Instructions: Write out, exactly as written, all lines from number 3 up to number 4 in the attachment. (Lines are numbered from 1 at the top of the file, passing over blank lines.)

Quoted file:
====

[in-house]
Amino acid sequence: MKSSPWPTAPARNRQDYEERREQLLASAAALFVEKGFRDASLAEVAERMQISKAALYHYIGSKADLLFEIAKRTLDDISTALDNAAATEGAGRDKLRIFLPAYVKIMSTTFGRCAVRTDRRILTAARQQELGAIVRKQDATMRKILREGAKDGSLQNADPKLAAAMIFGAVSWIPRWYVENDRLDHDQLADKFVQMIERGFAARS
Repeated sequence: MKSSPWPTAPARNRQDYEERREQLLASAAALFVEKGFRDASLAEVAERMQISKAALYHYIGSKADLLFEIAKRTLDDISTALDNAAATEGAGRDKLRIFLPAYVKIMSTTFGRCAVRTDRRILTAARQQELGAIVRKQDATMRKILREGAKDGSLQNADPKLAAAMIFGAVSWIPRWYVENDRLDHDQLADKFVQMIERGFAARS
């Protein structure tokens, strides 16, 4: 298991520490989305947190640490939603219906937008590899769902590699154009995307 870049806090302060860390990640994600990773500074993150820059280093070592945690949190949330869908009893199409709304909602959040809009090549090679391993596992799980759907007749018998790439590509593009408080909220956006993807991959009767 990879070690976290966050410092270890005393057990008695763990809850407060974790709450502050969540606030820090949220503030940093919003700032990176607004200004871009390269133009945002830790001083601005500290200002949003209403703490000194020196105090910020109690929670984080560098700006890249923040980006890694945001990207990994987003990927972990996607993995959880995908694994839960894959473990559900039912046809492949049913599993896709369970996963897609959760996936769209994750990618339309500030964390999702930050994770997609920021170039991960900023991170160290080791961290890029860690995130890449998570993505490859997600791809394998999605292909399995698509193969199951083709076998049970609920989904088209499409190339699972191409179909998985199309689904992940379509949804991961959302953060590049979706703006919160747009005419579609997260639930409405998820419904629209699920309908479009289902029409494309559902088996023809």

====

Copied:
Repeated sequence: MKSSPWPTAPARNRQDYEERREQLLASAAALFVEKGFRDASLAEVAERMQISKAALYHYIGSKADLLFEIAKRTLDDISTALDNAAATEGAGRDKLRIFLPAYVKIMSTTFGRCAVRTDRRILTAARQQELGAIVRKQDATMRKILREGAKDGSLQNADPKLAAAMIFGAVSWIPRWYVENDRLDHDQLADKFVQMIERGFAARS
């Protein structure tokens, strides 16, 4: 298991520490989305947190640490939603219906937008590899769902590699154009995307 870049806090302060860390990640994600990773500074993150820059280093070592945690949190949330869908009893199409709304909602959040809009090549090679391993596992799980759907007749018998790439590509593009408080909220956006993807991959009767 990879070690976290966050410092270890005393057990008695763990809850407060974790709450502050969540606030820090949220503030940093919003700032990176607004200004871009390269133009945002830790001083601005500290200002949003209403703490000194020196105090910020109690929670984080560098700006890249923040980006890694945001990207990994987003990927972990996607993995959880995908694994839960894959473990559900039912046809492949049913599993896709369970996963897609959760996936769209994750990618339309500030964390999702930050994770997609920021170039991960900023991170160290080791961290890029860690995130890449998570993505490859997600791809394998999605292909399995698509193969199951083709076998049970609920989904088209499409190339699972191409179909998985199309689904992940379509949804991961959302953060590049979706703006919160747009005419579609997260639930409405998820419904629209699920309908479009289902029409494309559902088996023809």